Project ID: 18800

China Eximbank provides $200 million buyer’s credit loan for Agricultural Supply Project (linked to #72771)

Commitment amount

$ 352686655.0

Constant 2017 USD

Summary

Funding agency [Type]

Export-Import Bank of China [State-owned Policy Bank]

Recipient

Zimbabwe

Sector

Agriculture, forestry, fishing (Code: 310)

Flow type

Export Buyer's Credit

Concessional

Vague

Category

Intent

Mixed (The next section lists the possible statuses.)

Commercial

Development

Representational

Mixed

Financial Flow Classification

OOF-like (The next section lists the possible statuses.)

Official Development Assistance

Other Official Flows

Vague (Official Finance)

Flows categorized based on OECD-DAC guidelines

Project lifecycle

Status

Completion (The next section lists the possible statuses.)

Pledge

Commitment

Implementation

Completion

Suspended

Cancelled

Milestones

Commitment year

2006

Description

On 14 September, 2006, China Eximbank and the Government of Zimbabwe signed a $200 million buyer's credit loan (BCL) for an Agricultural Supply Project (See: Zimbabwe to Import Fertiliser from China). The purpose of this project was to purchase inputs the country’s agriculture sector — including 387,000 tons of fertilizers, pesticides, agricultural tools and equipment, and irrigation equipment — that the Government of Zimbabwe was unable to purchase due to foreign currency shortages (See: Zimbabwe to Import Fertiliser from China). The BCL carries the following terms: an 11 year maturity and a 5 year grace period. The Chinese project title is 2亿美元买方信贷从中国进口化肥、农药、兽药、农机具和灌溉设备.China Eximbank allowed the Government of Zimbabwe to repay the loan with the proceeds from platinum mining revenues (See: Eastern Promises: New Data On Chinese Loans in Africa, 2000 to 2014). It also collateralized the loan with a platinum mining concession involving the Zimbabwe Mining Development Corporation and a Chinese company called Wanbao Mining in a 110 square kilometer area known as the Selous and Northfields Reserves (See: Storm Brews Over China Deal).The first shipment of fertilizer (specifically Compound Types D, S, C, and L) from China was expected to arrive in Zimbabwe at the beginning of October 2006 to help farmers deal with crop shortages; however, it did not arrive in Zimbabwe until 26 December, 2006 (See: Zimbabwe: First Fertilizer Consignment Arrives). On December 21, the first batch of fertilizers arrived in Harare. This consignment was 22,000 tons of compound D fertilizers (See: Part of Zimbabwe's fertilizer imported from China was officially delivered for use). As of December 22, another 3.5 tons of urea exported from China to Zimbabwe arrived in Maputo, Mozambique, and 32,000 liters of dimethoate insecticide imported from China was being distributed into small bags to farmers for use. On the 25th, other agricultural chemicals exported from China were expected to also arrive in the Port of Durban, South Africa (See: Part of Zimbabwe's fertilizer imported from China was officially delivered for use).On 1 February, 2007, Samuel Muvuti, acting chief executive of the state-owned Zimbabwe Grain Marketing Board, announced that a second shipment of 13,000 tonnes of fertilizer procured through the $200 million loan was delivered to Zimbabwe via Mozambique from China- with 8,000 tonnes still in transit and 14,000 tonnes awaiting transportation at port in Mozambique with the goal of delivering the fertilizer from the port by mid-February 2007 (See: 13 000 Tonnes of Fertilizer Delivered).A consignment of 1,000 more tractors and an assortment of other related farming implements worth $100 million was expected to arrive from China later in 2007 (See: 1000 More Tractors Expected From China). These agricultural implements included harvesters, irrigation pumps, disc harrows, planters, and electricity generators. The implements were ultimately shipped from China to Zimbabwe in November 2011. It appears that the Government of Zimbabwe may have also purchased 97 trucks with the proceeds from the China Eximbank loan.By July 2012, the Government of Zimbabwe had fallen into arrears and China Eximbank agreed to extend the grace period of the loan from 5 years to 8 years (See: Zimbabwe, China strengthen economic cooperation). This debt rescheduling agreement is captured in the linked project #72771.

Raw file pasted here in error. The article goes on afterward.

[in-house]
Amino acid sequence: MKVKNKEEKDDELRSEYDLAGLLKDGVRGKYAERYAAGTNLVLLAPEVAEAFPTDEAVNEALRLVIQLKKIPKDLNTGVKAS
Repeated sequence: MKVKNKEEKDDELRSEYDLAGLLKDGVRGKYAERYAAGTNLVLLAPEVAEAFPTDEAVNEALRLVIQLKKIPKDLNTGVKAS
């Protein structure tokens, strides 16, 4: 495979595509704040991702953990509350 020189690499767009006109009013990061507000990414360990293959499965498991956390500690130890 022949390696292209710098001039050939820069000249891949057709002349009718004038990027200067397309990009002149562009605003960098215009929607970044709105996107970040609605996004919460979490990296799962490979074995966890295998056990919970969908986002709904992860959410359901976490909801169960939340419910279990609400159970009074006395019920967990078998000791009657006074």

Additional details

In the database of Chinese loan commitments that it released in July 2020, SAIS-CARI does not identify the borrowing terms for this loan. AidData records the borrowing terms (11 year maturity and 5 year grace period) that were reported by China’s Ministry of Commerce and Zimbabwe’s Ministry of Finance and Economic Development (in its Blue Book Estimates of Revenue and Expenditure).

Number of official sources

7

Number of unofficial sources

27

Download the dataset

Details

Cofinanced

No

Receiving agencies [Type]

Government of Zimbabwe [Government Agency]

Loan type

Some Information

Maturity

11 years

Grace period

5 years

Gurarantee provided

No

Insurance provided

No

Collateralized/securitized

Yes

Collateral

The loan was collateralized with a platinum mining concession involving the Zimbabwe Mining Development Corporation and a Chinese company called Wanbao Mining in a 110 square kilometer area known as the Selous and Northfields Reserves